Last mile logistics companies will continue to pursue solutions which make the process of deploying goods to the final consumer as frictionless as possible. The use of autonomous transportation methods ranging from drones to self-driving trucks, as well as micro-fulfillment centers and smart pickup points, will increase in the years to come.

At the same time, the specific demands of goods distribution within last mile delivery must be reconciled with cost and environmental concerns. The design of trucks that are used for last mile has evolved accordingly, for example the MAN eTGE van or the Volkswagen Truck & Bus e-Delivery electric distribution truck, which can accommodate all of the demands of transporting cargo, such as parcel services, to the final destination but without the added tailpipe emissions.

With its electric eTGE van, MAN Truck & Bus offers an ideal vehicle for parcel services
With the eTGE electric transporter, MAN Truck & Bus offers an ideal solution for parcel services.

There remains a lack of suitable infrastructure to support booming demand for last mile delivery services. The practical challenges of establishing loading zones and micro-fulfillment centers in densely populated urban areas represent a major obstacle to the evolution of this increasingly important area of logistics, while charging infrastructure is also struggling to keep pace with demand. Whether through vehicles and other alternative delivery methods or logistics hubs that seamlessly connect the physical and digital, technology will play a critical role in ensuring last mile can sustain the speed, cost, and environmental requirements of consumers. Although investment is essential, close co-operation between manufacturers, logistics companies and other affected stakeholders is key in meeting the industry’s shared goals and incentivizing good practices to benefit everyone.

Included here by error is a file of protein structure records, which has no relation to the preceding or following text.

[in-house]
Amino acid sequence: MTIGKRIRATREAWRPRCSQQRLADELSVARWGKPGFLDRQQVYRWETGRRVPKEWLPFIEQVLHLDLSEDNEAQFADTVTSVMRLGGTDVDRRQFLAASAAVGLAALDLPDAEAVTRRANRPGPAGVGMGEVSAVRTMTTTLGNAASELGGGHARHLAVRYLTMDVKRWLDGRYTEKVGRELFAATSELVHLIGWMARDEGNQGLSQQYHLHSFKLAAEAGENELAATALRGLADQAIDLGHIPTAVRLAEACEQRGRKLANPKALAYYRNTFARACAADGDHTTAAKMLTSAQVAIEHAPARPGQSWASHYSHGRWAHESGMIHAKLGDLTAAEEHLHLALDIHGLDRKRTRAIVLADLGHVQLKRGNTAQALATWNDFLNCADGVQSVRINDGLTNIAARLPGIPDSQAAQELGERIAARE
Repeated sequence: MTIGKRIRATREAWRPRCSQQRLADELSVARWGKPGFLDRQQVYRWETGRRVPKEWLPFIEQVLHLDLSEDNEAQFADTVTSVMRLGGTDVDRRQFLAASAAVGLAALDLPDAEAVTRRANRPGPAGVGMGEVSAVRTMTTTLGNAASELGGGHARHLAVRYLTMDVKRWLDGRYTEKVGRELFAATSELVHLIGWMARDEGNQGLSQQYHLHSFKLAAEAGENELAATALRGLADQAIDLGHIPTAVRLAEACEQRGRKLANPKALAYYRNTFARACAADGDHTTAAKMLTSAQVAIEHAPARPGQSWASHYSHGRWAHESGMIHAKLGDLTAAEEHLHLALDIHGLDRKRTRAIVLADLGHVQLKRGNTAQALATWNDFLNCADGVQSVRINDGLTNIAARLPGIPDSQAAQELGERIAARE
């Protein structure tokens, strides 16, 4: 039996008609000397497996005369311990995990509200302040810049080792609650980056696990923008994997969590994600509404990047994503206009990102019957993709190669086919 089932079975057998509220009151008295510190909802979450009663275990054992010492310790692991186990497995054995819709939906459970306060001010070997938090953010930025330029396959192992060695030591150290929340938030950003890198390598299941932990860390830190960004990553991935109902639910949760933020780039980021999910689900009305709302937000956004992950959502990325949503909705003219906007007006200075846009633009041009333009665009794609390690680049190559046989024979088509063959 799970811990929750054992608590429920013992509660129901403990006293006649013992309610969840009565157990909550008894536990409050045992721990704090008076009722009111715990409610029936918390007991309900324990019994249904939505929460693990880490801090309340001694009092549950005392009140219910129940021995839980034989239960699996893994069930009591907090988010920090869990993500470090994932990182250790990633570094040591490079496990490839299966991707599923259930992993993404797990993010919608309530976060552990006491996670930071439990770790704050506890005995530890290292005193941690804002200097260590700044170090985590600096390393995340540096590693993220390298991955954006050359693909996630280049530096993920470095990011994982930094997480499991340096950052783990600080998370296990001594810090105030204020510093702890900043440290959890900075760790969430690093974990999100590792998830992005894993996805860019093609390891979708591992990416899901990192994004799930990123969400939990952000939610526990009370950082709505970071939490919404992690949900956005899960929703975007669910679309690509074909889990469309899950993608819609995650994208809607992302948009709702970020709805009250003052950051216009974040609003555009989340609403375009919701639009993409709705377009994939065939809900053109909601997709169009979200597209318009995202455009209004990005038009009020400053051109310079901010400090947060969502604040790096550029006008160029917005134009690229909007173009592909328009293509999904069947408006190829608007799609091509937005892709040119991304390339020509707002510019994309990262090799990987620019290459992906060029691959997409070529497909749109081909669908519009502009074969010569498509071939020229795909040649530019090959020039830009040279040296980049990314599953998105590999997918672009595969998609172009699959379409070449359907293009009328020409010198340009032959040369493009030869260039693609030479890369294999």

Trends within last mile are also directly connected to the evolution of smart cities. The future of public transportation and logistics networks within urban settings, key components of smart cities, will be defined by collaboration. The challenges facing these areas are not mutually exclusive and as digitalization and software become increasingly important, this will create new opportunities for synergies with tech companies.

Sustainable practices

In the years to come, sustainability will continue to have an important bearing on the future of logistics. The importance of sustainability within the industry only continues to rise, and this is having a demonstrable impact on every aspect of the ecosystem. There is a growing acceptance from manufacturers that they must play a more active role in protecting the environment by developing cleaner forms of transport, with players like the TRATON Group driving an industry-wide shift towards sustainability. Its decision to invest a total of €2.6 billion in e-mobility research and development between 2021 and 2026 sends a clear message about its commitment to electrification and its associated environmental benefits.

Environmental concerns are also impacting demand for vehicles, with customers closely monitoring the sustainability practices of their logistics partners. As a result, they are taking an active interest in how their carbon footprints and energy expenditure can be reduced. With trucking companies being required to disclose their Scope 3 emissions, sales of electric trucks will continue to rise.